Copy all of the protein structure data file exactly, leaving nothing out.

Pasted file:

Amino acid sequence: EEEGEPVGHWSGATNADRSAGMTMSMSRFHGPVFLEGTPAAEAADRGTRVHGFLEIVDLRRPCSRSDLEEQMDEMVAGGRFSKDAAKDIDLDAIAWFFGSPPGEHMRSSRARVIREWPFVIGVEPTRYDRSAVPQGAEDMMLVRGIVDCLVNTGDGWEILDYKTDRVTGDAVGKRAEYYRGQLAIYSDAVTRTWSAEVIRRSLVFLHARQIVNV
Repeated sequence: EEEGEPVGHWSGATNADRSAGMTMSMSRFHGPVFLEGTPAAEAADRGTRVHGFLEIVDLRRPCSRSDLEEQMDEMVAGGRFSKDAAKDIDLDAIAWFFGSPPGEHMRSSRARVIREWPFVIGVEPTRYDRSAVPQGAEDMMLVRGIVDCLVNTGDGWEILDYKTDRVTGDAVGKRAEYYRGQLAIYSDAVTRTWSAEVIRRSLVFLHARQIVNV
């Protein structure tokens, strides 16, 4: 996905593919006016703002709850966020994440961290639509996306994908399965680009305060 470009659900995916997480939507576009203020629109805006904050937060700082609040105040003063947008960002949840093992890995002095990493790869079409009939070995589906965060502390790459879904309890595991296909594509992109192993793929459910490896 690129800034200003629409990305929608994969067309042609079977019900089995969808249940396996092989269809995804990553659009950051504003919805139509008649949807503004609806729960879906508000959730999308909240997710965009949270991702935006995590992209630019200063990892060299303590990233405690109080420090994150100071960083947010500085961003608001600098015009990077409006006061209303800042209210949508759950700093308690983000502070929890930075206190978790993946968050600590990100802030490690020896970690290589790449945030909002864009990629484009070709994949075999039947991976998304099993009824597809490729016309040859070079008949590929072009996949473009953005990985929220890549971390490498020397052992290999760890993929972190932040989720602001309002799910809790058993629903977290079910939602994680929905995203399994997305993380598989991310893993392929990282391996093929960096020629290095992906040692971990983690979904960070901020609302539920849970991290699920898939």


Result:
Amino acid sequence: EEEGEPVGHWSGATNADRSAGMTMSMSRFHGPVFLEGTPAAEAADRGTRVHGFLEIVDLRRPCSRSDLEEQMDEMVAGGRFSKDAAKDIDLDAIAWFFGSPPGEHMRSSRARVIREWPFVIGVEPTRYDRSAVPQGAEDMMLVRGIVDCLVNTGDGWEILDYKTDRVTGDAVGKRAEYYRGQLAIYSDAVTRTWSAEVIRRSLVFLHARQIVNV
Repeated sequence: EEEGEPVGHWSGATNADRSAGMTMSMSRFHGPVFLEGTPAAEAADRGTRVHGFLEIVDLRRPCSRSDLEEQMDEMVAGGRFSKDAAKDIDLDAIAWFFGSPPGEHMRSSRARVIREWPFVIGVEPTRYDRSAVPQGAEDMMLVRGIVDCLVNTGDGWEILDYKTDRVTGDAVGKRAEYYRGQLAIYSDAVTRTWSAEVIRRSLVFLHARQIVNV
């Protein structure tokens, strides 16, 4: 996905593919006016703002709850966020994440961290639509996306994908399965680009305060 470009659900995916997480939507576009203020629109805006904050937060700082609040105040003063947008960002949840093992890995002095990493790869079409009939070995589906965060502390790459879904309890595991296909594509992109192993793929459910490896 690129800034200003629409990305929608994969067309042609079977019900089995969808249940396996092989269809995804990553659009950051504003919805139509008649949807503004609806729960879906508000959730999308909240997710965009949270991702935006995590992209630019200063990892060299303590990233405690109080420090994150100071960083947010500085961003608001600098015009990077409006006061209303800042209210949508759950700093308690983000502070929890930075206190978790993946968050600590990100802030490690020896970690290589790449945030909002864009990629484009070709994949075999039947991976998304099993009824597809490729016309040859070079008949590929072009996949473009953005990985929220890549971390490498020397052992290999760890993929972190932040989720602001309002799910809790058993629903977290079910939602994680929905995203399994997305993380598989991310893993392929990282391996093929960096020629290095992906040692971990983690979904960070901020609302539920849970991290699920898939």